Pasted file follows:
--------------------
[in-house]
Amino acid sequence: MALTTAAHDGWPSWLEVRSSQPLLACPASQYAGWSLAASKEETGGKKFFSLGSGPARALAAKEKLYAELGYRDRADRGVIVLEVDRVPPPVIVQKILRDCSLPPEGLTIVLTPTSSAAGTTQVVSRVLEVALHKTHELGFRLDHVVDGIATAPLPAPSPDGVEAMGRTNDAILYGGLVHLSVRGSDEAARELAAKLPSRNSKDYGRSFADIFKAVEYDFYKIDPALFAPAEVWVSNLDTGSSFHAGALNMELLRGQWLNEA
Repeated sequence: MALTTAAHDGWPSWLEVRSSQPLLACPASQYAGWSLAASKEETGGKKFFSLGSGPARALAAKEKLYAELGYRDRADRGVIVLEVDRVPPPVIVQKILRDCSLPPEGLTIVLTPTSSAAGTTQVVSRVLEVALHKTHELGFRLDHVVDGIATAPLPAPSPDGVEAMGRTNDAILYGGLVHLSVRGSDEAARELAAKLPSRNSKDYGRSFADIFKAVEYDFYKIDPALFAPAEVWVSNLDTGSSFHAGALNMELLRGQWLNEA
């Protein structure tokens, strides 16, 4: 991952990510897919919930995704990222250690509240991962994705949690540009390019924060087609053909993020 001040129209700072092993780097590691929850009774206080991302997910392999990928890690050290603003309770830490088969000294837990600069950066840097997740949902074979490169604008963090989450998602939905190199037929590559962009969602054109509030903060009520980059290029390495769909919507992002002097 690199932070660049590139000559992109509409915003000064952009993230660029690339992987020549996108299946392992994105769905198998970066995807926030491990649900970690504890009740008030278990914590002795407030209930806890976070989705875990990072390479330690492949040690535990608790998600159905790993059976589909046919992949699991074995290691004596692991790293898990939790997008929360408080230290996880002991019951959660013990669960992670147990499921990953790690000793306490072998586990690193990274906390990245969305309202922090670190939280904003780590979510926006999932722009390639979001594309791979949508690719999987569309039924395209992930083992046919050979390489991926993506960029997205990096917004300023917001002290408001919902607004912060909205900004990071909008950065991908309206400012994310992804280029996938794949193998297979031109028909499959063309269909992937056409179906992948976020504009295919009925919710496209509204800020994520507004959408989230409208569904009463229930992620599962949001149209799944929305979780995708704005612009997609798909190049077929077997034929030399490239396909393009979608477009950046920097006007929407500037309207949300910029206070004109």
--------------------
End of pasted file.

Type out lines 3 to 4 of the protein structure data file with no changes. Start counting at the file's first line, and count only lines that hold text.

Repeated sequence: MALTTAAHDGWPSWLEVRSSQPLLACPASQYAGWSLAASKEETGGKKFFSLGSGPARALAAKEKLYAELGYRDRADRGVIVLEVDRVPPPVIVQKILRDCSLPPEGLTIVLTPTSSAAGTTQVVSRVLEVALHKTHELGFRLDHVVDGIATAPLPAPSPDGVEAMGRTNDAILYGGLVHLSVRGSDEAARELAAKLPSRNSKDYGRSFADIFKAVEYDFYKIDPALFAPAEVWVSNLDTGSSFHAGALNMELLRGQWLNEA
């Protein structure tokens, strides 16, 4: 991952990510897919919930995704990222250690509240991962994705949690540009390019924060087609053909993020 001040129209700072092993780097590691929850009774206080991302997910392999990928890690050290603003309770830490088969000294837990600069950066840097997740949902074979490169604008963090989450998602939905190199037929590559962009969602054109509030903060009520980059290029390495769909919507992002002097 690199932070660049590139000559992109509409915003000064952009993230660029690339992987020549996108299946392992994105769905198998970066995807926030491990649900970690504890009740008030278990914590002795407030209930806890976070989705875990990072390479330690492949040690535990608790998600159905790993059976589909046919992949699991074995290691004596692991790293898990939790997008929360408080230290996880002991019951959660013990669960992670147990499921990953790690000793306490072998586990690193990274906390990245969305309202922090670190939280904003780590979510926006999932722009390639979001594309791979949508690719999987569309039924395209992930083992046919050979390489991926993506960029997205990096917004300023917001002290408001919902607004912060909205900004990071909008950065991908309206400012994310992804280029996938794949193998297979031109028909499959063309269909992937056409179906992948976020504009295919009925919710496209509204800020994520507004959408989230409208569904009463229930992620599962949001149209799944929305979780995708704005612009997609798909190049077929077997034929030399490239396909393009979608477009950046920097006007929407500037309207949300910029206070004109």